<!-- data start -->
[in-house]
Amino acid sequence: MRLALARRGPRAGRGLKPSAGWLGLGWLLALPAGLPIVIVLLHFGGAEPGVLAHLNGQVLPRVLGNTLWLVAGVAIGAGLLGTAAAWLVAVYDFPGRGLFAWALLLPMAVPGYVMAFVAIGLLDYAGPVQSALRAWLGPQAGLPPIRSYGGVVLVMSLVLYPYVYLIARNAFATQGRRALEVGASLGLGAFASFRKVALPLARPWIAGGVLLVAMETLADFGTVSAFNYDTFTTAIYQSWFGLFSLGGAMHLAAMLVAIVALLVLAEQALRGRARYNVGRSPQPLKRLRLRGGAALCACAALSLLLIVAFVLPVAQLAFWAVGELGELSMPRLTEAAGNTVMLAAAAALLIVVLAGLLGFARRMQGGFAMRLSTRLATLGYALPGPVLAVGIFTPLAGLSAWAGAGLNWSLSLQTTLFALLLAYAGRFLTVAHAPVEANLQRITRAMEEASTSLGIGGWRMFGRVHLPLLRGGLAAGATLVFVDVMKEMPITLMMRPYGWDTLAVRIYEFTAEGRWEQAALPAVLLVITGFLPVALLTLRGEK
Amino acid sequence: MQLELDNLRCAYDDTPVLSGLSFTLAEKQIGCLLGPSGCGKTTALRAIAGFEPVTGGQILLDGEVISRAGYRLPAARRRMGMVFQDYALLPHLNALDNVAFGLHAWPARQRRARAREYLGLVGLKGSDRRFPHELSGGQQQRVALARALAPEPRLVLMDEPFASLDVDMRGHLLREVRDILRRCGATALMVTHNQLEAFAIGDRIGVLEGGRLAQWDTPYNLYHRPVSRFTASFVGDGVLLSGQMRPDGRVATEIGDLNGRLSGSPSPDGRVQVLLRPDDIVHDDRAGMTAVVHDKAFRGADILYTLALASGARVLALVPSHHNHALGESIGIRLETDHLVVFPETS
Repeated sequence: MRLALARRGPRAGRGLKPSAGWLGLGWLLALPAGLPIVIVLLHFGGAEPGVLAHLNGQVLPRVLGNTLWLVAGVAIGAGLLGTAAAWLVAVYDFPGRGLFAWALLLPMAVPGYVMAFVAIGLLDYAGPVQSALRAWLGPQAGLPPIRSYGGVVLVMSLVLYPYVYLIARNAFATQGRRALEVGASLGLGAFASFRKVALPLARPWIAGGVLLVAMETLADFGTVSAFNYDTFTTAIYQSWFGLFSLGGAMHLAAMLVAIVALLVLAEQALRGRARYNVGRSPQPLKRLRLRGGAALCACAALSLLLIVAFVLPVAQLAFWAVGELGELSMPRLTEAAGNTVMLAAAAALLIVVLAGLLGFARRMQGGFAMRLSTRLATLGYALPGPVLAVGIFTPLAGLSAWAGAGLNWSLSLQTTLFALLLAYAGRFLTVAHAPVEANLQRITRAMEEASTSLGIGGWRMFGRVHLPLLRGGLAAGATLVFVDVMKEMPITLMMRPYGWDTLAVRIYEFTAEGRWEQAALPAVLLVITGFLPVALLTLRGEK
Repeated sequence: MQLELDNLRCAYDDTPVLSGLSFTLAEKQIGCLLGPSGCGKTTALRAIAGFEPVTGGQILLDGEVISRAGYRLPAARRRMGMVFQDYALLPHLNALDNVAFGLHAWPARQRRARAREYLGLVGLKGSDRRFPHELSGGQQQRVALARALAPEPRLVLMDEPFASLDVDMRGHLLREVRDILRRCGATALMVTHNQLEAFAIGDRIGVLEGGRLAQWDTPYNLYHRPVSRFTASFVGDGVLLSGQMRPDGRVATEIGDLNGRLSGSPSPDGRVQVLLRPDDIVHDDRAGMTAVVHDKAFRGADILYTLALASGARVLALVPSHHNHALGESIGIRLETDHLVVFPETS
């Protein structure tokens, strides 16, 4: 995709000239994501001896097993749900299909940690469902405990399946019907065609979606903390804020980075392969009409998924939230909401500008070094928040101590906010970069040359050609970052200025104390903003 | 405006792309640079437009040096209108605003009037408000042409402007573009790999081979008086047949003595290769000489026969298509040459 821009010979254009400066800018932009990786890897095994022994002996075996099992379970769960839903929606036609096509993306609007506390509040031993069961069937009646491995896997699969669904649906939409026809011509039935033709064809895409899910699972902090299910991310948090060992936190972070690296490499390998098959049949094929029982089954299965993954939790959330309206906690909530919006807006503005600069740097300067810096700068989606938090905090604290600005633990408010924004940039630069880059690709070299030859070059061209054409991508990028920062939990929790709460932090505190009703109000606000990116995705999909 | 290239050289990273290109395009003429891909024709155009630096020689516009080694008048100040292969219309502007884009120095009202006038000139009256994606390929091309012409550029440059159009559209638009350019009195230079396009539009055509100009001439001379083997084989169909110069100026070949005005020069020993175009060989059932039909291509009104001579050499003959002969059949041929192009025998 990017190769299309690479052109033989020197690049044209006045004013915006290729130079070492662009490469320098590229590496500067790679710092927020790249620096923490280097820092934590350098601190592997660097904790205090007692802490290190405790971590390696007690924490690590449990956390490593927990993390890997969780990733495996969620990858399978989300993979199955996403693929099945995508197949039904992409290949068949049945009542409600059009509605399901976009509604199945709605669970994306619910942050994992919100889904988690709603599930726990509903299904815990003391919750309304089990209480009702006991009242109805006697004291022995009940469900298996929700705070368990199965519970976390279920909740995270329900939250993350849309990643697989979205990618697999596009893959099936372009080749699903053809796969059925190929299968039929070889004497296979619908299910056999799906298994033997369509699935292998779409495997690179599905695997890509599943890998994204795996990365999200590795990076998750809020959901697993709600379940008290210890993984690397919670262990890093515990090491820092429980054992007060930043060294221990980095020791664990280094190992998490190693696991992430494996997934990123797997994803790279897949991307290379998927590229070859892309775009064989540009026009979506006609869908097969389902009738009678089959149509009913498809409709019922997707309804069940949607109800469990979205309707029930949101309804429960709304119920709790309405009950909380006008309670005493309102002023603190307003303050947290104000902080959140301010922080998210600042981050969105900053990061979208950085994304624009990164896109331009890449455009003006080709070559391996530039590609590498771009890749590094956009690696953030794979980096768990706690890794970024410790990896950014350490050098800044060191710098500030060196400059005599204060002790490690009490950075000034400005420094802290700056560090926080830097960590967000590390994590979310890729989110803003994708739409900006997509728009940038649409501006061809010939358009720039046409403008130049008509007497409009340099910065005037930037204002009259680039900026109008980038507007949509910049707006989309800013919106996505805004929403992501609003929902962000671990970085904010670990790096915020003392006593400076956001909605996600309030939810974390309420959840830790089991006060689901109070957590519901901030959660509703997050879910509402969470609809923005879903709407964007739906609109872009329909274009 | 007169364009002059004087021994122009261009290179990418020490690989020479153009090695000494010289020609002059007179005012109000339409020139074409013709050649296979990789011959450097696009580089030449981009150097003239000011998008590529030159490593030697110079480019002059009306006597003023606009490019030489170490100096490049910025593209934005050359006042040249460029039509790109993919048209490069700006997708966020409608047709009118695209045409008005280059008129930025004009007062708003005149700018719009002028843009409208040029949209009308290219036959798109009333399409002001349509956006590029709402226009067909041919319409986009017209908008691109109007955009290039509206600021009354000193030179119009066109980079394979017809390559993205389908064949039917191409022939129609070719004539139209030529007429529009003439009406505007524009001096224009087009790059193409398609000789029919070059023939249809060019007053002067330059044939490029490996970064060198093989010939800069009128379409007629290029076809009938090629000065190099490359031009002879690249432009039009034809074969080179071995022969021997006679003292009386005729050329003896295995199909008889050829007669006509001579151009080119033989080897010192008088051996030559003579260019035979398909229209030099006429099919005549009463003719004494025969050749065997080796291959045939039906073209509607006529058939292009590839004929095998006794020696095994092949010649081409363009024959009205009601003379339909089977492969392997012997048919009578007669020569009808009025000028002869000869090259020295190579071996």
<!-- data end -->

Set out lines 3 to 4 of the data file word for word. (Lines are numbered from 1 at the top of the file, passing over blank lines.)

Amino acid sequence: MQLELDNLRCAYDDTPVLSGLSFTLAEKQIGCLLGPSGCGKTTALRAIAGFEPVTGGQILLDGEVISRAGYRLPAARRRMGMVFQDYALLPHLNALDNVAFGLHAWPARQRRARAREYLGLVGLKGSDRRFPHELSGGQQQRVALARALAPEPRLVLMDEPFASLDVDMRGHLLREVRDILRRCGATALMVTHNQLEAFAIGDRIGVLEGGRLAQWDTPYNLYHRPVSRFTASFVGDGVLLSGQMRPDGRVATEIGDLNGRLSGSPSPDGRVQVLLRPDDIVHDDRAGMTAVVHDKAFRGADILYTLALASGARVLALVPSHHNHALGESIGIRLETDHLVVFPETS
Repeated sequence: MRLALARRGPRAGRGLKPSAGWLGLGWLLALPAGLPIVIVLLHFGGAEPGVLAHLNGQVLPRVLGNTLWLVAGVAIGAGLLGTAAAWLVAVYDFPGRGLFAWALLLPMAVPGYVMAFVAIGLLDYAGPVQSALRAWLGPQAGLPPIRSYGGVVLVMSLVLYPYVYLIARNAFATQGRRALEVGASLGLGAFASFRKVALPLARPWIAGGVLLVAMETLADFGTVSAFNYDTFTTAIYQSWFGLFSLGGAMHLAAMLVAIVALLVLAEQALRGRARYNVGRSPQPLKRLRLRGGAALCACAALSLLLIVAFVLPVAQLAFWAVGELGELSMPRLTEAAGNTVMLAAAAALLIVVLAGLLGFARRMQGGFAMRLSTRLATLGYALPGPVLAVGIFTPLAGLSAWAGAGLNWSLSLQTTLFALLLAYAGRFLTVAHAPVEANLQRITRAMEEASTSLGIGGWRMFGRVHLPLLRGGLAAGATLVFVDVMKEMPITLMMRPYGWDTLAVRIYEFTAEGRWEQAALPAVLLVITGFLPVALLTLRGEK